What could you do with a million dollars? How about a million and a half? That’s how much the city of Duluth has given to Spirit Mountain recently to help “keep it afloat”. And not only have City Councilors Emily Larson and Howie Hanson freely loaned this money to the downhill venture, Hanson wants to forgive the loan.


I know what I’d like to do with that money, help drive drugs and criminals from our city. According to the Human Resources page of the city’s website, a police officer’s minimum salary is $41,424. With the money given to Spirit Mountain, we could pay seven officers $42,000 a year for five years.



I’d like to see seven more cops on the streets. Instead the city struggles to staff thepolice department. The number of police cases has more than tripled since the 1970’s, but there is still the same number of officers on the streets.

In Chief Ramsay’s April 15th blog article he confesses that many officers are stretched thin and getting burned out. It isn’t just the number of cases; it’s the ever-expanding nature of the crimes– internet crimes, increased child pornography, and sex trafficking.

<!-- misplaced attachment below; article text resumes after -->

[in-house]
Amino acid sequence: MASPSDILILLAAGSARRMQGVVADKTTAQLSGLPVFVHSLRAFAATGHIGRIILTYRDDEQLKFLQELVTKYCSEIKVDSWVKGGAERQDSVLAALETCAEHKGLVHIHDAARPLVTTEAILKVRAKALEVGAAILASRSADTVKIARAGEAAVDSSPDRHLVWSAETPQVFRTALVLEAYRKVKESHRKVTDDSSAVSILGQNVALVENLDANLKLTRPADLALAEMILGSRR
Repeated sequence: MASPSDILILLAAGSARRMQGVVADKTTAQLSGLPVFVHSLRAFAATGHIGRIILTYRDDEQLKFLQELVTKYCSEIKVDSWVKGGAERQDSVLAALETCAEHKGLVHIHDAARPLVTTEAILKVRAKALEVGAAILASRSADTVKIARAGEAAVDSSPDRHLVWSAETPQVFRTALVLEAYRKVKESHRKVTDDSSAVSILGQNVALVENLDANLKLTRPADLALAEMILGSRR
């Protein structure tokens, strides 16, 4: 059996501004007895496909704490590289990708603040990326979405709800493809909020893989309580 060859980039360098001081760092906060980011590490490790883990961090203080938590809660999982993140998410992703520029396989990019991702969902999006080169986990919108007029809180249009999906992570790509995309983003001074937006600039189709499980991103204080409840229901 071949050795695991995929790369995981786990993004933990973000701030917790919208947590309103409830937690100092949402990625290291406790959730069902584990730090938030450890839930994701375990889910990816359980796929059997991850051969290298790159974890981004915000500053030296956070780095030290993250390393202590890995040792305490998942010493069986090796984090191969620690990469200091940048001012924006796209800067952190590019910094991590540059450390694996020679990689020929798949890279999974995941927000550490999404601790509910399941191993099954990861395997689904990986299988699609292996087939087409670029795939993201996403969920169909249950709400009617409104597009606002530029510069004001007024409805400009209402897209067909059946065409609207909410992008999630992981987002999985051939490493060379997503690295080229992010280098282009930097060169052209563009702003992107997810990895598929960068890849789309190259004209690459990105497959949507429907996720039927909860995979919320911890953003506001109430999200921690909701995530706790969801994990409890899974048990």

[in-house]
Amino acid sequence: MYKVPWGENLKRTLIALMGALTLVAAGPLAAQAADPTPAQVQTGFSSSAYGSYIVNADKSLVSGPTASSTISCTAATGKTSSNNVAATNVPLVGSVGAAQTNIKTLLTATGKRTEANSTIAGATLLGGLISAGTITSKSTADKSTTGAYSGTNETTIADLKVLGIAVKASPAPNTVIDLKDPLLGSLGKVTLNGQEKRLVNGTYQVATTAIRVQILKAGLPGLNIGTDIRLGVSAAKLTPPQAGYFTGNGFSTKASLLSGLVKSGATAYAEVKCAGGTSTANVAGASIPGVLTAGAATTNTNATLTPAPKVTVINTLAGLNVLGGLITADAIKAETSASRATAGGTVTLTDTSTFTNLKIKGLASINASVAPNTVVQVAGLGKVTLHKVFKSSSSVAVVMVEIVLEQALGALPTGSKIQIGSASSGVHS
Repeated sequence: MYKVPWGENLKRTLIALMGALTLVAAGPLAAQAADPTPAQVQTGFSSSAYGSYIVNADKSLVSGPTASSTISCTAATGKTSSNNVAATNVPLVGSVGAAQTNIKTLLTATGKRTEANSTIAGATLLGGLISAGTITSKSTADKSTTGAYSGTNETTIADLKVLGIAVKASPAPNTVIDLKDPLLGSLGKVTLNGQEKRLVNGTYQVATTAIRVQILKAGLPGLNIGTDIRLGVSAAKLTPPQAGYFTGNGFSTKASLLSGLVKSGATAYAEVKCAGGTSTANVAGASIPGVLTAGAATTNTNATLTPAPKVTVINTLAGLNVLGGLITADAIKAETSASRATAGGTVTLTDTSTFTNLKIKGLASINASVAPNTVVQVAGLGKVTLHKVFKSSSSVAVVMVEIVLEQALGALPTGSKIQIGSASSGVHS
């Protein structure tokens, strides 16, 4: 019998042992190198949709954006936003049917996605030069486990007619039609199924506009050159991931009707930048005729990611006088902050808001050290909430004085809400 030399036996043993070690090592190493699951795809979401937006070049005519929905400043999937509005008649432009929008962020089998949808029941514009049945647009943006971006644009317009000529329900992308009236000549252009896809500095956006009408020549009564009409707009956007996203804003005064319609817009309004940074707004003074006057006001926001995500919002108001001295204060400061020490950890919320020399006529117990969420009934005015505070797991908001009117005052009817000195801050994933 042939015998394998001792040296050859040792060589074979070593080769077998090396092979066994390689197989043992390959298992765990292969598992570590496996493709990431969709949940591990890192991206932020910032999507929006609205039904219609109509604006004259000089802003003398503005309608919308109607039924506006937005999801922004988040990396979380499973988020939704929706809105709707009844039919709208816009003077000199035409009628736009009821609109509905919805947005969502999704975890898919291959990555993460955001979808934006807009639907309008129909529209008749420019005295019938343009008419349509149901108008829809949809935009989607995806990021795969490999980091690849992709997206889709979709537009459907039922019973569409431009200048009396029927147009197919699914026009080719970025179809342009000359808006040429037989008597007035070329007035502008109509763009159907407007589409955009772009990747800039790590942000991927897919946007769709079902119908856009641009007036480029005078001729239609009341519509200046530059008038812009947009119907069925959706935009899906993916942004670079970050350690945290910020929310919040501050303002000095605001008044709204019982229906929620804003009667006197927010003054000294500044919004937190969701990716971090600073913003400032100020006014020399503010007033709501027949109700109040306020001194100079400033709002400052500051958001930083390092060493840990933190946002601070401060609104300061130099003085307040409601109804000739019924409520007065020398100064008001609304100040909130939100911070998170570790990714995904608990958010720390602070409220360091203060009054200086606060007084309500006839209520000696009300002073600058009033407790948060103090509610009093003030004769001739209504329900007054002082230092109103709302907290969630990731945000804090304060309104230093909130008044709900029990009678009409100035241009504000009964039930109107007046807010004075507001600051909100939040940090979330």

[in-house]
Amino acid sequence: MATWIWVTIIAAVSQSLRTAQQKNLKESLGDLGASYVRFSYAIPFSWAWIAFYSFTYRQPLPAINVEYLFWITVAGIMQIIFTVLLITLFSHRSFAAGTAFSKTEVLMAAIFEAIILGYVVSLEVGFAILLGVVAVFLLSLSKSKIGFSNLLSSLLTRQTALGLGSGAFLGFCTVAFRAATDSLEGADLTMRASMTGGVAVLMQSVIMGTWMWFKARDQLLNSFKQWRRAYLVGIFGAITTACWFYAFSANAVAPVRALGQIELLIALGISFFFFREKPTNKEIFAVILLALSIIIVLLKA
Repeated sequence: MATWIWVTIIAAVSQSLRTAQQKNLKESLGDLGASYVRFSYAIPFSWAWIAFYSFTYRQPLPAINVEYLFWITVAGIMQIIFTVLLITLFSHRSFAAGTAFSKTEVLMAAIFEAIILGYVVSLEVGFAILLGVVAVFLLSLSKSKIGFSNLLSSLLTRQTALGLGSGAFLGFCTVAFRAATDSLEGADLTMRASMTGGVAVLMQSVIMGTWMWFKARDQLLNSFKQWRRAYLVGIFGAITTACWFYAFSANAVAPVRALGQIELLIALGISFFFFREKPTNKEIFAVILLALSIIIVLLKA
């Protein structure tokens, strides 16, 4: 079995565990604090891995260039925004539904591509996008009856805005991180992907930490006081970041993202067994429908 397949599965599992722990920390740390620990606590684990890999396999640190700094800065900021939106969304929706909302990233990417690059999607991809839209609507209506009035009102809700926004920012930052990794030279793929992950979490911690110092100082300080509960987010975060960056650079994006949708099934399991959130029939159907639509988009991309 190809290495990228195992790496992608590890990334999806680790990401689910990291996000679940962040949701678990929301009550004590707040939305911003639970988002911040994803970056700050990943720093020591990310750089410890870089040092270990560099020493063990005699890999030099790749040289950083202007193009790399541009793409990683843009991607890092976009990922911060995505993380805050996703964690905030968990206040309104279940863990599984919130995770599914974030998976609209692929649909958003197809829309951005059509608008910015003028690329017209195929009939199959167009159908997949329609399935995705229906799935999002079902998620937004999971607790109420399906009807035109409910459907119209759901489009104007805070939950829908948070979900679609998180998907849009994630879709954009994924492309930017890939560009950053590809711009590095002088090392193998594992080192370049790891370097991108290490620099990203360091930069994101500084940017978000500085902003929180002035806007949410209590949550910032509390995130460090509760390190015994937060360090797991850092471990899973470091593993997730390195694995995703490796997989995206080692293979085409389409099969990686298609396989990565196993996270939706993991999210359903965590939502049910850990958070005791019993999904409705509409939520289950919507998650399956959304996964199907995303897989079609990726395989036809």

There’s something wrong when we’re trying to attract more and more population, but so many other things are not increasing proportionally.


In May of this year 41 people were indicted for a drug trafficking ring operating in northern Minnesota. Less than a month ago three men from Chicago were arrested for selling heroin in a park zone. It’s time we take our city back from the thugs coming here to traffic drugs from Detroit, Chicago, or other big cities.


And it’s time to take back our parks.


Just think of what we could do with a million and a half dollars at our parks and community rec centers. We could hire ten people at $30,000 for five years. We could start staffing our centers and giving our kids and our seniors a place to gather again. A place that neighborhoods can call their own. A place of pride and camaraderie, safe and free of drugs.


Or we can keep giving money to attractions that simply cannot be self-sufficient.